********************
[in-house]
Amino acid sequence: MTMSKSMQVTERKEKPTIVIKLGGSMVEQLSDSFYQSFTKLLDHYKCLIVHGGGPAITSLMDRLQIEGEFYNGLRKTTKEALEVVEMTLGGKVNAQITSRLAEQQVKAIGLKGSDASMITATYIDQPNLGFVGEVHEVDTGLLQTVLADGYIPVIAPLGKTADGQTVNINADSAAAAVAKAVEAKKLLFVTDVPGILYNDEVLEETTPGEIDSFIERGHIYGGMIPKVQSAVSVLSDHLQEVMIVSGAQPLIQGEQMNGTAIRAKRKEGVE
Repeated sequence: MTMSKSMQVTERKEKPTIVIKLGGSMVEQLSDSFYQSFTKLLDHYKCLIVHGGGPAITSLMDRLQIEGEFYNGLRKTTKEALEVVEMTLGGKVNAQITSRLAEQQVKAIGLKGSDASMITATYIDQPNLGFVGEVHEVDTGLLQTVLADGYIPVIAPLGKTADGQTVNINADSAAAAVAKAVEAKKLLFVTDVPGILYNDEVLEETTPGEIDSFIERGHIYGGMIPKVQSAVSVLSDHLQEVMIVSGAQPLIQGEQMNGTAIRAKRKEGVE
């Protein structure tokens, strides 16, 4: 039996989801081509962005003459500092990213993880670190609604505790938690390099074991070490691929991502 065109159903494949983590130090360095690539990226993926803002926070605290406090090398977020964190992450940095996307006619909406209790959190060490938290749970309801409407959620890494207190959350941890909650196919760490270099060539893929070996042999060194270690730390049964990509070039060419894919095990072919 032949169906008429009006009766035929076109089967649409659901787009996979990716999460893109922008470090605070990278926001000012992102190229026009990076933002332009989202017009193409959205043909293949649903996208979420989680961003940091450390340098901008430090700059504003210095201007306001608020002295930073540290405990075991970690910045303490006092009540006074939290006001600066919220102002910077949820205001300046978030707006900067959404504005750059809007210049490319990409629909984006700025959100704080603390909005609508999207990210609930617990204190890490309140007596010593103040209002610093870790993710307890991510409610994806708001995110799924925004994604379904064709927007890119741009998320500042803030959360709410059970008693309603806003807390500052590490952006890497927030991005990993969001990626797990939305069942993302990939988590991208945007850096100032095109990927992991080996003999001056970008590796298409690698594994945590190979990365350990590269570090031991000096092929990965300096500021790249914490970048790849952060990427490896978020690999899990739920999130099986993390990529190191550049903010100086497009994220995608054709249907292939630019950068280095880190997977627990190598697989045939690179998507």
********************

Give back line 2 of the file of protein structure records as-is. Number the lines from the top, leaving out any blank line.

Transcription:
Amino acid sequence: MTMSKSMQVTERKEKPTIVIKLGGSMVEQLSDSFYQSFTKLLDHYKCLIVHGGGPAITSLMDRLQIEGEFYNGLRKTTKEALEVVEMTLGGKVNAQITSRLAEQQVKAIGLKGSDASMITATYIDQPNLGFVGEVHEVDTGLLQTVLADGYIPVIAPLGKTADGQTVNINADSAAAAVAKAVEAKKLLFVTDVPGILYNDEVLEETTPGEIDSFIERGHIYGGMIPKVQSAVSVLSDHLQEVMIVSGAQPLIQGEQMNGTAIRAKRKEGVE